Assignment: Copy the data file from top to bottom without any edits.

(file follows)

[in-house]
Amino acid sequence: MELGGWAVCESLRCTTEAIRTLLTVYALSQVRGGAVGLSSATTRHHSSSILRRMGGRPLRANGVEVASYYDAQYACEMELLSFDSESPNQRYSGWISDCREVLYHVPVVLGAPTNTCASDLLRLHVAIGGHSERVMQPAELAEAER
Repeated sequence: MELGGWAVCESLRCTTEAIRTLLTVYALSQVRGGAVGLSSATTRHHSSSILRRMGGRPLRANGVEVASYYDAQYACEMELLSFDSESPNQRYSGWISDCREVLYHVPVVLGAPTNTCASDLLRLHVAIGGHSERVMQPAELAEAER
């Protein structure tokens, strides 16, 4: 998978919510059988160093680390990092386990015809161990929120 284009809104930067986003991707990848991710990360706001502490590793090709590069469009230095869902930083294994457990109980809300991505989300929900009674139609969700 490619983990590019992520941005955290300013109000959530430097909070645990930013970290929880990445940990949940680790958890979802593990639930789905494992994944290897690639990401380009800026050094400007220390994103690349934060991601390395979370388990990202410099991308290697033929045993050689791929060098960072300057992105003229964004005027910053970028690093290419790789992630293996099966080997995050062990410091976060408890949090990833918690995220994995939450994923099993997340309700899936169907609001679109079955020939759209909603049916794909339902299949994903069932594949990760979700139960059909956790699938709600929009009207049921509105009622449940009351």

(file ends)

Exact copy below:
[in-house]
Amino acid sequence: MELGGWAVCESLRCTTEAIRTLLTVYALSQVRGGAVGLSSATTRHHSSSILRRMGGRPLRANGVEVASYYDAQYACEMELLSFDSESPNQRYSGWISDCREVLYHVPVVLGAPTNTCASDLLRLHVAIGGHSERVMQPAELAEAER
Repeated sequence: MELGGWAVCESLRCTTEAIRTLLTVYALSQVRGGAVGLSSATTRHHSSSILRRMGGRPLRANGVEVASYYDAQYACEMELLSFDSESPNQRYSGWISDCREVLYHVPVVLGAPTNTCASDLLRLHVAIGGHSERVMQPAELAEAER
């Protein structure tokens, strides 16, 4: 998978919510059988160093680390990092386990015809161990929120 284009809104930067986003991707990848991710990360706001502490590793090709590069469009230095869902930083294994457990109980809300991505989300929900009674139609969700 490619983990590019992520941005955290300013109000959530430097909070645990930013970290929880990445940990949940680790958890979802593990639930789905494992994944290897690639990401380009800026050094400007220390994103690349934060991601390395979370388990990202410099991308290697033929045993050689791929060098960072300057992105003229964004005027910053970028690093290419790789992630293996099966080997995050062990410091976060408890949090990833918690995220994995939450994923099993997340309700899936169907609001679109079955020939759209909603049916794909339902299949994903069932594949990760979700139960059909956790699938709600929009009207049921509105009622449940009351």